For the tenth consecutive time, the Bank of England has raised the UK’s interest rates, this time up to their highest level for 14 years at 4%, in the on-going battle to slow soaring prices. The half a percent rise will inevitably add more pressure on to households already in the grip of a cost of living crisis, but the Bank hope the move will shorten the unavoidable recession that is predicted to hit later this year.
Financial market experts expect interest rates to peak at 4.5% later this year to help drive down inflation, while other more optimistic commentators believe this could be the peak. Chancellor Jeremy Hunt promised that government decisions would play their part by ensuring that they are in lockstep with the Bank’s approach.
Fall in inflation is predicted later in year
The Bank is predicting that inflation will fall back to 8% in June before dropping further to possibly around 3% by the beginning of next year. In its assessment, the Bank suggested that Brexit, the pandemic, and the energy shock has led to a lasting hit to the economy. Also, the country’s workforce has not returned to its pre-pandemic size, with many over fifties either taking early retirements, finishing through ill-health, or changing their work perspective; plus fewer EU workers in key sectors playing a part.
In addition, business investment, the key to boosting the economy long term, remains well below pre-referendum levels, with again Brexit and the pandemic shouldering much of the blame. As bad as inflation, energy prices, and interest rates seem, the prediction is actually for the immediate shock to be milder, with all three now on a lower path than previously expected.
Governor slightly more upbeat
Sounding a cautious note of optimism, Bank of England governor Andrew Bailey said that since the November monetary policy report they had seen the first signs that inflation has turned the corner, believing that it will fall quite rapidly in the second part of this year, although he qualified that by insisting that “developments over the coming quarter will be crucial.”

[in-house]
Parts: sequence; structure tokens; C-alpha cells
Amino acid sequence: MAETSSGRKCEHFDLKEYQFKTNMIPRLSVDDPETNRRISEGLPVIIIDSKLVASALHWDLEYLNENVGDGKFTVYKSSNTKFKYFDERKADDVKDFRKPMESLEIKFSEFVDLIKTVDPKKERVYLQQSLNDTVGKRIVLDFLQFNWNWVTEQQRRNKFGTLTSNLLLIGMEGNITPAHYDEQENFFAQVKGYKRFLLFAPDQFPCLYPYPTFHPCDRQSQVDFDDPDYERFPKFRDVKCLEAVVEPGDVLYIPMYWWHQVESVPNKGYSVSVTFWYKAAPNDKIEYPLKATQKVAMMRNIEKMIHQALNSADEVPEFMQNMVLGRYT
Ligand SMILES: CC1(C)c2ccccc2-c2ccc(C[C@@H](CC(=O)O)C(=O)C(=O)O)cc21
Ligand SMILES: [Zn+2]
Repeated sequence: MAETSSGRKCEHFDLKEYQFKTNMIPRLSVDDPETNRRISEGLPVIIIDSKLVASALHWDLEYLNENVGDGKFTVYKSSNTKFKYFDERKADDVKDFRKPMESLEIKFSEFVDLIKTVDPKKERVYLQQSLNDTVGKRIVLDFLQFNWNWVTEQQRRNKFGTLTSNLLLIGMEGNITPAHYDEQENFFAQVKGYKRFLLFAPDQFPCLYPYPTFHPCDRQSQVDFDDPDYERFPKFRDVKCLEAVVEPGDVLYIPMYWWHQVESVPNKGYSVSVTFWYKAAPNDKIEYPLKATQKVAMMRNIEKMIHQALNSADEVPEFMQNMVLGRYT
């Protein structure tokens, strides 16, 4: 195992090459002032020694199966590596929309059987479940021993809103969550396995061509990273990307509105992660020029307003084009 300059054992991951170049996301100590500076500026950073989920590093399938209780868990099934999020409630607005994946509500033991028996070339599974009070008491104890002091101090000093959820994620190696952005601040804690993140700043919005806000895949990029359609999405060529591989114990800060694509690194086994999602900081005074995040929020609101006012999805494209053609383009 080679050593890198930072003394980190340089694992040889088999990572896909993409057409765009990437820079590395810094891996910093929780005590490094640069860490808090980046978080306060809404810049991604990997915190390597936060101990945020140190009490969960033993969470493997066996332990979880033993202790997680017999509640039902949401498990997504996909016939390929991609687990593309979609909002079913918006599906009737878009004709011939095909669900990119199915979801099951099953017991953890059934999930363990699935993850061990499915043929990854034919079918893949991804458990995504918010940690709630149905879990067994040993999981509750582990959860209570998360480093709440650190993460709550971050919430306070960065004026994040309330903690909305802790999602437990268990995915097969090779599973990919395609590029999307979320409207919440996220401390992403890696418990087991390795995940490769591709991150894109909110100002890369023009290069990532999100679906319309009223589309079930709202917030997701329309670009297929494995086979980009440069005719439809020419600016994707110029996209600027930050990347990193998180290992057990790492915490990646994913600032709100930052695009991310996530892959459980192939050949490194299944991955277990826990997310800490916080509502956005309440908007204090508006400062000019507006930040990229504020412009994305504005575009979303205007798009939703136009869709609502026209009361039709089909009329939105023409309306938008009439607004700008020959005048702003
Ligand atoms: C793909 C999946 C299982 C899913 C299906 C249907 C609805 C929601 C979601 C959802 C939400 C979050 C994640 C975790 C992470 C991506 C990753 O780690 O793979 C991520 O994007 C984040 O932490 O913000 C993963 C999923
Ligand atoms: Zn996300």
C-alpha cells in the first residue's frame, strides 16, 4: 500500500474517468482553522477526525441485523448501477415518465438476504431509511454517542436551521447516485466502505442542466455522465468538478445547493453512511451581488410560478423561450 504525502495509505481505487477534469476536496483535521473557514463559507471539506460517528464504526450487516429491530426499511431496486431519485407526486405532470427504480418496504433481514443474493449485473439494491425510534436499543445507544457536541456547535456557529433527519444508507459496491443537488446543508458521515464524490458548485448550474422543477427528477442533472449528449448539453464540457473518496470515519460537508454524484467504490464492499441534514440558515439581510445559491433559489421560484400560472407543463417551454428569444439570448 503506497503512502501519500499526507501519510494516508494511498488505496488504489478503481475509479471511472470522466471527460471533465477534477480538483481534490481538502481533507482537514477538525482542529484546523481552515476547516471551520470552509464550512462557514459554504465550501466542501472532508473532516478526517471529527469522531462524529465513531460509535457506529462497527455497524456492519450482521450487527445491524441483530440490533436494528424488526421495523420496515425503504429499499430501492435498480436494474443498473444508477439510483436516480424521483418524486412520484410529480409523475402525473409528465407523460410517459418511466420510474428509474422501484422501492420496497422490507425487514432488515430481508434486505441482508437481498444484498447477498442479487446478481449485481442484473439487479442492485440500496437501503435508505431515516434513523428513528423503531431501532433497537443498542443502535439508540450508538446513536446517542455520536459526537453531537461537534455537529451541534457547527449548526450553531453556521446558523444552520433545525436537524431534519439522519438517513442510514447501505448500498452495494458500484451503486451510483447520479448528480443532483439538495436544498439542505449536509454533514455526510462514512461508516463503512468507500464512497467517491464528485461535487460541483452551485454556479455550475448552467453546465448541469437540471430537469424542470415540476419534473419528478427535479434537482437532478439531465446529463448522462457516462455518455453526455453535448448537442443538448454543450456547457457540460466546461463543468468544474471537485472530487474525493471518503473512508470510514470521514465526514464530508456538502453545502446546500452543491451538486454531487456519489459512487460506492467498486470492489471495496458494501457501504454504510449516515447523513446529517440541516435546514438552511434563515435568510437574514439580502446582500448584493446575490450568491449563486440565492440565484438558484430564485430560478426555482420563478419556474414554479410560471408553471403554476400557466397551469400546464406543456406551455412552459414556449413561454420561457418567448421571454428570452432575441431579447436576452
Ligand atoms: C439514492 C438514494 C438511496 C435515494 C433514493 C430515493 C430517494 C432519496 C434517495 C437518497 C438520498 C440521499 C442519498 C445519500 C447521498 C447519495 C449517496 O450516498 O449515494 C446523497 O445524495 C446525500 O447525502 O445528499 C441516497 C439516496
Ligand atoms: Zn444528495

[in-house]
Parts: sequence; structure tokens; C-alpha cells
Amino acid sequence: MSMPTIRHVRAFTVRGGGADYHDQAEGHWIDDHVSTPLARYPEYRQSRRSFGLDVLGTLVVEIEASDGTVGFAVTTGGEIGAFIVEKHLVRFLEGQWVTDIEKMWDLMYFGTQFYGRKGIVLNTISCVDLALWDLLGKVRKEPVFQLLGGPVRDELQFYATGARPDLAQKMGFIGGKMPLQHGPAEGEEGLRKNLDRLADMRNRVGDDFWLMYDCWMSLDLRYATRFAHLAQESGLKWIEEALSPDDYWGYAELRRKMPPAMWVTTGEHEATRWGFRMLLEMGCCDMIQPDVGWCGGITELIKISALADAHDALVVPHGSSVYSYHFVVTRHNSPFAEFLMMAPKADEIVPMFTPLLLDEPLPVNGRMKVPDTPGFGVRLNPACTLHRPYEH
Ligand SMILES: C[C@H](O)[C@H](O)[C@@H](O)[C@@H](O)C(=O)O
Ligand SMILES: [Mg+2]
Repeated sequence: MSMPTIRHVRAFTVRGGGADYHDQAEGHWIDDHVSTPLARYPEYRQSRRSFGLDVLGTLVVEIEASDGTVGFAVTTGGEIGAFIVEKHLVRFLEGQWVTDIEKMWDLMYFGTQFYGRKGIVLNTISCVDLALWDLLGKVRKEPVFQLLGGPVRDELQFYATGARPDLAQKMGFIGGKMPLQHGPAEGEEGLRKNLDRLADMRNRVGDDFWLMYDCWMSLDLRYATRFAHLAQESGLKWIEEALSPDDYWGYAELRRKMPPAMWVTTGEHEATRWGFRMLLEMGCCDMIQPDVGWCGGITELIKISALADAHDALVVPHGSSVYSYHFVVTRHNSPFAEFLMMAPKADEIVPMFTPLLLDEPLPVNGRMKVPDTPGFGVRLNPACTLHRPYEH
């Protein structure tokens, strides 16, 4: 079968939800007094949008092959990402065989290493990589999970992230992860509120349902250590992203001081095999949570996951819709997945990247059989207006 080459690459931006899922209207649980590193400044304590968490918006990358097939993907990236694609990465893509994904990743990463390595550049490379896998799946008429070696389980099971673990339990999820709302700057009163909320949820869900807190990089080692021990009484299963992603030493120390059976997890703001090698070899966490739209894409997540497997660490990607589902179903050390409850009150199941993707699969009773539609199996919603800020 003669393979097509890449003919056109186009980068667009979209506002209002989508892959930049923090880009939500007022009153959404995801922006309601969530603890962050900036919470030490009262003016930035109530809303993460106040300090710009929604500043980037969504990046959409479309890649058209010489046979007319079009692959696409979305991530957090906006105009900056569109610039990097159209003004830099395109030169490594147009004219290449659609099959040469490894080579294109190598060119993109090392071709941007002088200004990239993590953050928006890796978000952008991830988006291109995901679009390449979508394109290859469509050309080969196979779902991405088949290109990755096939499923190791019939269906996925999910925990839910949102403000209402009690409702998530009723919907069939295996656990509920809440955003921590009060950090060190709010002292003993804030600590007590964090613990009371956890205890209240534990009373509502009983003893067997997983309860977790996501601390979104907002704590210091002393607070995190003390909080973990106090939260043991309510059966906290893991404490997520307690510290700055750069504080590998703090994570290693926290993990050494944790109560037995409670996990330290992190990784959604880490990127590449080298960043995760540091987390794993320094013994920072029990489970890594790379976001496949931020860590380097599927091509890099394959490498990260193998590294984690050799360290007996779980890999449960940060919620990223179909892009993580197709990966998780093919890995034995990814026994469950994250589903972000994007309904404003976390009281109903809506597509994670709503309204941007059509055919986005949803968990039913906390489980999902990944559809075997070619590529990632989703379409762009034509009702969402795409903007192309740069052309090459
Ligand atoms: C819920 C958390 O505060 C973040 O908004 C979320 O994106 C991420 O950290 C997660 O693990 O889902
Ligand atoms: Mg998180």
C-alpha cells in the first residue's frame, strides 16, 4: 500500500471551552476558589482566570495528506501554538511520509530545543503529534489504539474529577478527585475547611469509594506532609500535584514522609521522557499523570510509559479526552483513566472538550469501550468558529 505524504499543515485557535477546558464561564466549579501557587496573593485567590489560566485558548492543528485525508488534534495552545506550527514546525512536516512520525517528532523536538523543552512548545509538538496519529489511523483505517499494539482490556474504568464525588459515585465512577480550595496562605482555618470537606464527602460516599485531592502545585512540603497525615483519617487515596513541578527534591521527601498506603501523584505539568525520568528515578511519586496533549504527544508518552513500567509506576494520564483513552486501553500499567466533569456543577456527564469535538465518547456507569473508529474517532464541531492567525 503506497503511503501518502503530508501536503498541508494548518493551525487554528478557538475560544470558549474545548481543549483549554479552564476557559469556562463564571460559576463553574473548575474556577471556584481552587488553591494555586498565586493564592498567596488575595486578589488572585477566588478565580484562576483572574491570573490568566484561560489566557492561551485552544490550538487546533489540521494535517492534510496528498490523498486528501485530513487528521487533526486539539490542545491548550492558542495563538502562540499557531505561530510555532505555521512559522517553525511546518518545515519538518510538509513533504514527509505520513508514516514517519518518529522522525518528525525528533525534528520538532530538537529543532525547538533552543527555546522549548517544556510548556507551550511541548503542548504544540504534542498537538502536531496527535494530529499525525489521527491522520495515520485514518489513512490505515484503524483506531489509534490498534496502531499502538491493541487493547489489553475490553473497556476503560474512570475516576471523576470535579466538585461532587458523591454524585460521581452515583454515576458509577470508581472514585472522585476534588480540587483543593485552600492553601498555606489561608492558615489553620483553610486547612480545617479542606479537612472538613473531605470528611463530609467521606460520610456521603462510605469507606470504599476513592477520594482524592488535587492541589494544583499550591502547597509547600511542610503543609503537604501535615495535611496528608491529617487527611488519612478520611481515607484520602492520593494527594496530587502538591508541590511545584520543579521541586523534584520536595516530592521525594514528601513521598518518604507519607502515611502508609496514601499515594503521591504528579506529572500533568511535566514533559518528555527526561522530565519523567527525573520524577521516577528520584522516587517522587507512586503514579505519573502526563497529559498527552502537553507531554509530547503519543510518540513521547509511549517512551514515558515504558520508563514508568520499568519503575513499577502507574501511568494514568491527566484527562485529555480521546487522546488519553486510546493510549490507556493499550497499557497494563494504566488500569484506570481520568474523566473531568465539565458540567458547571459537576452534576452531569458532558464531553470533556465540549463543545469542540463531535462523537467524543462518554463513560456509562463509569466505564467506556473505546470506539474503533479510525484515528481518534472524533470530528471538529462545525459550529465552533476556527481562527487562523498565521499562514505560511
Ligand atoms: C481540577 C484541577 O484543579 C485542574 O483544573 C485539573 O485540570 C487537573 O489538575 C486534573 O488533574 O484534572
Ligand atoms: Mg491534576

He explained that the 0.5% increase up to 4% reflected the many uncertainties that currently circulate the economy, adding that the Bank will continue to monitor all the relevant data very carefully.
The chancellor reacted in a positive manner to the decision stating that “Inflation is a stealth tax that is the biggest threat to living standards in a generation, so we support the Bank’s action, so we succeed in halving inflation this year.” He undertook to resist the urge right now to fund additional spending or tax cuts through borrowing, which he said would only add fuel to the inflation fire and prolong the pain for everyone.
PM reiterates government priority
A statement coming out of Downing Street on behalf of the prime minister described the 4% rise in interest rates as “difficult” for those with mortgages, but insisted that it supported the action taken by the Bank of England, because reducing inflation was the main priority.
It continued to back up comments made by the Chancellor, who had said that sound money and a stable economy are the best way to deliver lower mortgage rates and keep down the costs of mortgage payments; before making the point that inflation is the biggest threat to living standards in a generation. “So we support the Bank’s action today to help us succeed in halving inflation this year”, which it said required the government to stick to the difficult decisions it has taken and “avoid taking steps that would be inflationary.”
Seven out of nine in favour
The Bank’s monetary policy committee (MPC) meets eight times a year to set rates. After a series of preliminary meetings, the committee’s nine members vote on whether to increase, reduce, or hold interest rates, and it seems that on this occasion the vote was 7-2 in favour of the increase.
Trends unpredictable in coming years
Ben Broadbent, the deputy governor for monetary policy, pointed out that a few things could have contributed to the “relative weakness of the UK” including the participation of the workforce that has not returned after the Covid pandemic, as well as the UK being more dependent on gas than continental Europe.
Nevertheless, with a glass half-full approach, he stated that care needed to be taken in just looking at a “snippet of time” as there is a “reasonable amount of volatility” in short periods. “These factors are not things we will endure forever, so one should not expect this to tell us about trends over the next four or five years,” he said.
Still likely to be one more rise
Of course, one of the Bank of England’s chief responsibilities is to try to keep the cost of living stable. It has a target to keep inflation at 2%, but prices are presently five times that figure. In December, it lifted interest rates for the ninth time in a row, taking them up from 3 to 3.5%, which was the highest it had been since 2009, this followed a 0.75% rise in the previous month.
It is to be hoped that this latest increase is as high as it gets, but suspicion is that there will be one more hike before reaching the peak.